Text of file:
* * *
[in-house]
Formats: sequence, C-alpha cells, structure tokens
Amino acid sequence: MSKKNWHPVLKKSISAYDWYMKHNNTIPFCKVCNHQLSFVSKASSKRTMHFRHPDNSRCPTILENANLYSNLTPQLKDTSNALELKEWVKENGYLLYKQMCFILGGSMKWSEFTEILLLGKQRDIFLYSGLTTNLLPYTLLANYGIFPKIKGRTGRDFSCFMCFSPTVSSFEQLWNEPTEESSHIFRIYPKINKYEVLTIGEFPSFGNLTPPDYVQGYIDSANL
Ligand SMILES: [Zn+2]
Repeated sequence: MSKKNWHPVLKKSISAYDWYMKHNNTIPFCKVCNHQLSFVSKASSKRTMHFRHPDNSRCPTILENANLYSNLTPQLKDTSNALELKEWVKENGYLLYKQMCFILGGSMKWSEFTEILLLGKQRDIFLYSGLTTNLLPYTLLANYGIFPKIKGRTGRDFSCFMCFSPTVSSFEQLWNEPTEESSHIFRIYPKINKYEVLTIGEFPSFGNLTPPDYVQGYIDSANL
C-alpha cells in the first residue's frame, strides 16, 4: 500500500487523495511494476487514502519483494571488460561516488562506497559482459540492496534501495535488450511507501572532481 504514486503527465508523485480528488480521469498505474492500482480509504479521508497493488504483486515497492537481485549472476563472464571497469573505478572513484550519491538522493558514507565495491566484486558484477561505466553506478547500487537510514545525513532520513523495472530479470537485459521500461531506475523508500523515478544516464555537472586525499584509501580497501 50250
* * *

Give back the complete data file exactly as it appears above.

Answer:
[in-house]
Formats: sequence, C-alpha cells, structure tokens
Amino acid sequence: MSKKNWHPVLKKSISAYDWYMKHNNTIPFCKVCNHQLSFVSKASSKRTMHFRHPDNSRCPTILENANLYSNLTPQLKDTSNALELKEWVKENGYLLYKQMCFILGGSMKWSEFTEILLLGKQRDIFLYSGLTTNLLPYTLLANYGIFPKIKGRTGRDFSCFMCFSPTVSSFEQLWNEPTEESSHIFRIYPKINKYEVLTIGEFPSFGNLTPPDYVQGYIDSANL
Ligand SMILES: [Zn+2]
Repeated sequence: MSKKNWHPVLKKSISAYDWYMKHNNTIPFCKVCNHQLSFVSKASSKRTMHFRHPDNSRCPTILENANLYSNLTPQLKDTSNALELKEWVKENGYLLYKQMCFILGGSMKWSEFTEILLLGKQRDIFLYSGLTTNLLPYTLLANYGIFPKIKGRTGRDFSCFMCFSPTVSSFEQLWNEPTEESSHIFRIYPKINKYEVLTIGEFPSFGNLTPPDYVQGYIDSANL
C-alpha cells in the first residue's frame, strides 16, 4: 500500500487523495511494476487514502519483494571488460561516488562506497559482459540492496534501495535488450511507501572532481 504514486503527465508523485480528488480521469498505474492500482480509504479521508497493488504483486515497492537481485549472476563472464571497469573505478572513484550519491538522493558514507565495491566484486558484477561505466553506478547500487537510514545525513532520513523495472530479470537485459521500461531506475523508500523515478544516464555537472586525499584509501580497501 50250